research position paper on the effect of violent video games on mental health A+ Writers | apluswriters.net

RPP Outline

Components of the outline

Issue: State your issue in a clear way that indicates how this is more than a topic of thought, but a controversy with multiple perspectives and matters seeking resolution. You might state this as a question, but in any case, use specific language that expresses this issue as you are approaching it.

Central claim: Express what your position is on this issue. The way you do this here is by stating a claim that responds to everything you have read and learned about your issue thus far. Yes, this claim is tentative at this point and will likely undergo some revision and refinement going forward, but give yourself a point from which your argument for your position will begin. The options are many, as you might seek to address an error you have noticed in the work of several others weighing in on the issue, or you might propose a completely new solution that you believe will have positive impacts on the issue, or something else.

Reasons: Why do you hold the position you do? What rationale do you have to make the central claim you make in this paper? In order to answer these questions, you consider and state your reasons that logically tie to your claim. Most arguments fall flat because of a lack of solid reasoning or simply a lack of enough reasoning, so be sure to have at least three reasons to back up your position, if not more. Also, it is usually a good idea to have some sense of which reasons are your strongest, as this will influence the order and arrangement of your eventual writing, so try listing your reasons within the RPP Outline according to strength (logical strength, relevancy strength, emotional strength, etc.), with the strongest first.

Evidence: What do you have to prove to your audience that your reasons are valid? All reasoning needs support in order to be convincing, fully realized, transparent, what have you, and you get this support from evidence that you incorporate and interpret for your audience. Perhaps there is a prior incident where your reasoning applies, or someone has presented similar arguments whose logic shows why your reason is valid, or there have been studies and data collected which correlates directly to your reason for making such a claim. Let us not forget the value of personal experiences, yours or another’s, which illuminates a line of reasoning for the audience in ways that they might be able to personally relate to. For each reason you list, attach at least one piece of supporting evidence you have gathered from research. Additionally, you might state another specific kind of evidence you will be looking for in further research in order to satisfy your reader of that reason.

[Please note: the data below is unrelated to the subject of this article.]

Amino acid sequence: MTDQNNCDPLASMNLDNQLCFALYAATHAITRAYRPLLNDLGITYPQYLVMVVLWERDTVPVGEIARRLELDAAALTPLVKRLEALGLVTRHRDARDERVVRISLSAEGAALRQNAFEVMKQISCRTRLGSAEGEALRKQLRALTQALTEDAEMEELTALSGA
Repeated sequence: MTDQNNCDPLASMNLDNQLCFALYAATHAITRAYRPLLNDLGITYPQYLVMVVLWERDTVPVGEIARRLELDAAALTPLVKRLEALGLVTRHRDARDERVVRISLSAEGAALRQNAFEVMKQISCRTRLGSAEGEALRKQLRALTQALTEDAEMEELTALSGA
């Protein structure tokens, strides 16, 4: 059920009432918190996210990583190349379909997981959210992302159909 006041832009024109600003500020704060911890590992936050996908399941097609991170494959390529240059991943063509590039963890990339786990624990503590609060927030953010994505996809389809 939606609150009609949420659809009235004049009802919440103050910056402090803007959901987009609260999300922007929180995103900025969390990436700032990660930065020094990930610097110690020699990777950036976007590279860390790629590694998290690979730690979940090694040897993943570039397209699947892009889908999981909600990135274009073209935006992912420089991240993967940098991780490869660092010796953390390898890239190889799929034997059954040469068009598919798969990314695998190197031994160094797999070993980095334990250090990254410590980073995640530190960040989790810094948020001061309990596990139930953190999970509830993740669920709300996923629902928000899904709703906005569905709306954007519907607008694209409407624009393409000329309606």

Counterargument: As the Mapping the Issue paper revealed to you, there are numerous perspectives and approaches to your issue, and even when two positions have a lot in common, there are critical differences existing beneath their similarities. State a counterargument to your position, perhaps by doing one of the following: identify the perspective on the complete opposite spectrum of your own; select one of your reasons and see what a naysayer might present to contend or refute that logic; or examine how a naysayer would not agree to your definition of a key term at play in your issue. Clearly identify the naysayer who presents this counterargument, then state their counterargument fairly and accurately, so as not to manipulate their point in a way that is easier to combat, but in a manner that they would accept if they read it (because they might in fact read it). After you state that counterargument, name the reason that naysayer has for making that specific refutation. Then, try your hand at forming a tentative response to their counterargument.

Outline model (which may be built upon and expanded how you see fit)

  • Issue
  • Central claim
    • Reason one
      • Warrant (may go unstated in the paper)
        • Evidence (at least one piece of evidence required per reason)
        • Evidence (another supporting material for this reason)
        • Developing evidence (supporting material you are still inquiring into)
    • Reason two
      • Warrant (may go unstated in the paper)
        • Evidence (at least one piece of evidence required per reason)
        • Evidence (another supporting material for this reason)
        • Developing evidence (supporting material you are still inquiring into)
    • Reason three
      • Warrant (may go unstated in the paper)
        • Evidence (at least one piece of evidence required per reason)
        • Evidence (another supporting material for this reason)
        • Developing evidence (supporting material you are still inquiring into)
    • And so on with reasons …
  • Naysayer
    • Counterargument
      • Concessions you can make to naysayer
        • Tentative response to naysayer

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